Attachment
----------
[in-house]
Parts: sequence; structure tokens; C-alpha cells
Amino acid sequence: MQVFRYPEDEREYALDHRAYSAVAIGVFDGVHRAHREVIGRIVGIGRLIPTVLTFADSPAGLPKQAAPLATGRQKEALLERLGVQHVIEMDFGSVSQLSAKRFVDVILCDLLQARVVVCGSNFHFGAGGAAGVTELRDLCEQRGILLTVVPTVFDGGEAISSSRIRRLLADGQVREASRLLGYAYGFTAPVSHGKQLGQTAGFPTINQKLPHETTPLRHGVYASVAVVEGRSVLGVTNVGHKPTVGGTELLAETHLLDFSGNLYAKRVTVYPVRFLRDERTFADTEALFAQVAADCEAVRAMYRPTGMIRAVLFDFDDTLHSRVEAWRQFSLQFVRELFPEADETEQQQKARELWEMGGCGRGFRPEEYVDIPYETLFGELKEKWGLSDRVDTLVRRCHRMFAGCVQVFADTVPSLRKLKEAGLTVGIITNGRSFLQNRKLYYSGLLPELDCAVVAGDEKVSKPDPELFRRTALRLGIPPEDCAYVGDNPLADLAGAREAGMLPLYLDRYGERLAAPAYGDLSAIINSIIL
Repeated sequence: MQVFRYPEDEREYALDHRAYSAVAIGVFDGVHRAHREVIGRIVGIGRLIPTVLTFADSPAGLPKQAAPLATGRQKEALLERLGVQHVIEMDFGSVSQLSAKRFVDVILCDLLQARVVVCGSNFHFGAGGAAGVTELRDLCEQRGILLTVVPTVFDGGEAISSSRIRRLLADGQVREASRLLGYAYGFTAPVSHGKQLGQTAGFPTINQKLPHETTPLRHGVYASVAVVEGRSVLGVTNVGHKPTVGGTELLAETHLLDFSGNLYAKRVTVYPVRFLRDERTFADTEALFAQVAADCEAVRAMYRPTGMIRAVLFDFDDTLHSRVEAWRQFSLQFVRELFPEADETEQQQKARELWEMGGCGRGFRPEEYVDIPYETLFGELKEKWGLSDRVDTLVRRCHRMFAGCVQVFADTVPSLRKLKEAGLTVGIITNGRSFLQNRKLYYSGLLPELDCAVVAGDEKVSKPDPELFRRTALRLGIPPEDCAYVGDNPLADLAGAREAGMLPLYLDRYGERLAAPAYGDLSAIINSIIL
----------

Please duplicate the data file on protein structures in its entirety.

[in-house]
Parts: sequence; structure tokens; C-alpha cells
Amino acid sequence: MQVFRYPEDEREYALDHRAYSAVAIGVFDGVHRAHREVIGRIVGIGRLIPTVLTFADSPAGLPKQAAPLATGRQKEALLERLGVQHVIEMDFGSVSQLSAKRFVDVILCDLLQARVVVCGSNFHFGAGGAAGVTELRDLCEQRGILLTVVPTVFDGGEAISSSRIRRLLADGQVREASRLLGYAYGFTAPVSHGKQLGQTAGFPTINQKLPHETTPLRHGVYASVAVVEGRSVLGVTNVGHKPTVGGTELLAETHLLDFSGNLYAKRVTVYPVRFLRDERTFADTEALFAQVAADCEAVRAMYRPTGMIRAVLFDFDDTLHSRVEAWRQFSLQFVRELFPEADETEQQQKARELWEMGGCGRGFRPEEYVDIPYETLFGELKEKWGLSDRVDTLVRRCHRMFAGCVQVFADTVPSLRKLKEAGLTVGIITNGRSFLQNRKLYYSGLLPELDCAVVAGDEKVSKPDPELFRRTALRLGIPPEDCAYVGDNPLADLAGAREAGMLPLYLDRYGERLAAPAYGDLSAIINSIIL
Repeated sequence: MQVFRYPEDEREYALDHRAYSAVAIGVFDGVHRAHREVIGRIVGIGRLIPTVLTFADSPAGLPKQAAPLATGRQKEALLERLGVQHVIEMDFGSVSQLSAKRFVDVILCDLLQARVVVCGSNFHFGAGGAAGVTELRDLCEQRGILLTVVPTVFDGGEAISSSRIRRLLADGQVREASRLLGYAYGFTAPVSHGKQLGQTAGFPTINQKLPHETTPLRHGVYASVAVVEGRSVLGVTNVGHKPTVGGTELLAETHLLDFSGNLYAKRVTVYPVRFLRDERTFADTEALFAQVAADCEAVRAMYRPTGMIRAVLFDFDDTLHSRVEAWRQFSLQFVRELFPEADETEQQQKARELWEMGGCGRGFRPEEYVDIPYETLFGELKEKWGLSDRVDTLVRRCHRMFAGCVQVFADTVPSLRKLKEAGLTVGIITNGRSFLQNRKLYYSGLLPELDCAVVAGDEKVSKPDPELFRRTALRLGIPPEDCAYVGDNPLADLAGAREAGMLPLYLDRYGERLAAPAYGDLSAIINSIIL